Acquiring customers online should be just like direct mail, almost to the letter
I'm not sure if you've noticed but there will have been a lot less direct mail popping through your letterbox since the start of the recession, which definitely supports the every-cloud-has-a-silver-lining principle - albeit a small one in this case. By Glynn Davis, City editor
This is because it is not a particularly cheap way of recruiting new customers and a few of the main protagonists – the financial services companies – haven’t two farthings to rub together to pay for nationwide direct mail campaigns anymore.
Unfortunately, the recession has not staunched the flow of online ads seeking to acquire customers, and the reason for this is that the outlay is significantly smaller than for direct mail. In many cases it works on a pay-per-sale basis so the advertiser coughs up zilch unless a transaction is completed.
The only problem with this increased reliance on the online route to acquisition is that it is frequently done on the cheap and almost always indiscriminately so many of the new customers it attracts prove to be ultimately unsuitable and therefore costly as they simply increase the levels of the advertisers’ customer churn.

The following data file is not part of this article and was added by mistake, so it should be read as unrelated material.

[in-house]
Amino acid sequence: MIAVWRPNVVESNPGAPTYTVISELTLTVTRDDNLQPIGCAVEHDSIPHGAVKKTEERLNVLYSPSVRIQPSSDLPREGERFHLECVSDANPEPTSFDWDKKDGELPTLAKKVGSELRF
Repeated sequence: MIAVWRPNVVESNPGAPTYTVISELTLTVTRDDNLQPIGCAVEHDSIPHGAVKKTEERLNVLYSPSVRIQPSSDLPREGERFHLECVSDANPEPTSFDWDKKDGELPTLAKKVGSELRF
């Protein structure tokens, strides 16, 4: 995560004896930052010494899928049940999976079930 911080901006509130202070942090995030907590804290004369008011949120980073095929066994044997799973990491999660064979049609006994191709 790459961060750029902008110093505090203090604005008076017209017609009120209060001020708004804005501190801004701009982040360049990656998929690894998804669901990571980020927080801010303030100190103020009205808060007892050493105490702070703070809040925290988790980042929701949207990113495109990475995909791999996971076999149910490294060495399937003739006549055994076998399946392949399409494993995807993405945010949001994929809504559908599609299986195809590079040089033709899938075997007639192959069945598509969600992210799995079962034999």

A possible solution to this problem is to apply some of the tried and trusted methods of direct mail customer acquisition to the online medium. This is a method that interactive marketing firm Acxiom is exploring with the help of its extensive database of customer insight and retail clients.
Simplistically, this could involve asking an initial question and if the respondent is identified as potentially relevant (based on various criteria) then they will be taken down a specific route of the acquisition path. And, if unsuitable then they will be dumped without them even noticing.When today’s advanced technology and customer data is combined with the established understanding of direct mail then online customer recruitment should no longer be an exercise in acquiring a whole load of consumers whose lifetime value negatively impacts rather than enhances the bottom line.
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